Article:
A plaque remaining from the Big Apple Night Club at West 135th Street and Seventh Avenue in Harlem.

Above, a 1934 plaque from the Big Apple Night Club at West 135th Street and Seventh Avenue in Harlem. Discarded as trash in 2006.

Recent entries:
“Give me all your money or you’re geography!” (bank robbery joke) (6/24)
“A tragedy is a ship full of bankers sinking. A catastrophe is when they can all swim” (6/24)
“You said you had between ten and fifteen million dollars in the bank” (joke) (6/24)
Entry forthcoming—B.P. (6/24)
“Before you diagnose yourself with depression, first make sure you’re not surrounded by assholes” (6/24)
More new entries...

A  B  C  D  E  F  G  H  I  J  K  L  M  N  O  P  Q  R  S  T  U  V  W  X  Y  Z


Entry from November 21, 2013
Conspiracy Theory

A “conspiracy theory” is a proposition that two or more people did something, such as a crime or an assassination. The term “conspiracy theory” has been cited in print since at least 1868. The Google Books Ngram Viewer shows increased usage for “conspiracy theory” from 1950.

A “conspiracy theory” that has proven to be true has been called a “conspiracy fact.”


Wikipedia: Conspiracy theory
A conspiracy theory is an explanatory proposition that accuses two or more people, a group, or an organization of having caused or covered up, through deliberate collusion, an event or phenomenon of great social, political, or economic impact. In recent decades the term has acquired a derogatory meaning, and a careful distinction must be made between the derisive use of the term and reference to actual, proven conspiracies. Numerous explanations have been proposed as to why people believe in conspiracy theories. Further, different types of conspiracy theories have been proposed. Conspiracism, a world view marked by conspiracy theories, has been elaborated, as well as its effect on society. In addition, scholars have identified some psychological origins of conspiracy theories. Finally, the socio-political origins of conspiracy theories have been analyzed, along with their deliberate use by despotic political regimes.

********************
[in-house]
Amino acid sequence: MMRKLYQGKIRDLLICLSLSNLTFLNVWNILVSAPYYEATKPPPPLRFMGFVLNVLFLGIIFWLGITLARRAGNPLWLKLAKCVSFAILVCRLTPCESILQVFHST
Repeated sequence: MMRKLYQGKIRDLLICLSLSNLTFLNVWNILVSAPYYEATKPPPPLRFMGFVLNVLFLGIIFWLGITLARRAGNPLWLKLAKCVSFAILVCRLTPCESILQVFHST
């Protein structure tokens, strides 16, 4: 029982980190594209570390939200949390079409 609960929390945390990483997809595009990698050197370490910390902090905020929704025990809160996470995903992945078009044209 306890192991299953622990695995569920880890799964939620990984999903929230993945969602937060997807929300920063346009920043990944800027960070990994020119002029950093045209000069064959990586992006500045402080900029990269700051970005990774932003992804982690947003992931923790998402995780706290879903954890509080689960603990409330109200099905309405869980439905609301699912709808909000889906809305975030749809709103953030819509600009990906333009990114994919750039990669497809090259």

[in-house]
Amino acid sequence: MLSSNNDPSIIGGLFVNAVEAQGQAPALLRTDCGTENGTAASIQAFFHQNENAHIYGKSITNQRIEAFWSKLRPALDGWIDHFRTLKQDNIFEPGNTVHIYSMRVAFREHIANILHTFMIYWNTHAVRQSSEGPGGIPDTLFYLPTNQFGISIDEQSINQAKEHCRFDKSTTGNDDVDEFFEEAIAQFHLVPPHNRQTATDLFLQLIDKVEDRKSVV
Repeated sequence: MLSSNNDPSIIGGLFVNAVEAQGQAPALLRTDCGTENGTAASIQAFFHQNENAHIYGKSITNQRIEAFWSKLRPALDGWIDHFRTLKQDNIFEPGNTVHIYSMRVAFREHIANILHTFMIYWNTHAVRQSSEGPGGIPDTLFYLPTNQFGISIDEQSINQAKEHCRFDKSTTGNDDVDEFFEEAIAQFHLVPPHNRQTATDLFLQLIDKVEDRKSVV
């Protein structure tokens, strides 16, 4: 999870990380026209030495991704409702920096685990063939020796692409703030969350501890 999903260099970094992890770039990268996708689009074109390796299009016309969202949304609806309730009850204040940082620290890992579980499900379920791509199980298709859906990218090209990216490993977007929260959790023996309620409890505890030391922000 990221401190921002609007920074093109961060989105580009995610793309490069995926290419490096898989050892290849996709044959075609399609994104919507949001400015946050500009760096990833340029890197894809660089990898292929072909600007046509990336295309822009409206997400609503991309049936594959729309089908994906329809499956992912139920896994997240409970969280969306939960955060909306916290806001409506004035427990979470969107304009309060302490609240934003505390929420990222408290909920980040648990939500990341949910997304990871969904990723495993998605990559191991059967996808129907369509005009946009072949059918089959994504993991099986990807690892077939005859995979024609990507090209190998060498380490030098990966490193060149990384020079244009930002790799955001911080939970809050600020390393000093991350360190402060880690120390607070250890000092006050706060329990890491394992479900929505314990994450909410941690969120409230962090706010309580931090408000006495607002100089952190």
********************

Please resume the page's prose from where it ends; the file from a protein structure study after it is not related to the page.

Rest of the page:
Usage
History

The Oxford English Dictionary records the first use of the phrase “conspiracy theory” to a 1909 article in The American Historical Review. Other sources predate this use by nearly four decades to at least 1871, where it is used in The Journal of Mental Sciencereporting on a conference of the Fifth Quarterly Meeting of the Medico-Psychological Association (now the Royal College of Psychiatrists), held on January 27, 1870:

“The theory of Dr. Sankey as to the manner in which these injuries to the chest occurred in asylums deserved our careful attention. It was at least more plausible that the conspiracy theory of Mr. Charles Beade...”

Acquired derogatory meaning
Originally a neutral term, since the mid-1960s it has acquired a somewhat derogatory meaning, implying a paranoid tendency to see the influence of some malign covert agency in events.

(Oxford English Dictionary)
conspiracy theory n. the theory that an event or phenomenon occurs as a result of a conspiracy between interested parties; spec. a belief that some covert but influential agency (typically political in motivation and oppressive in intent) is responsible for an unexplained event.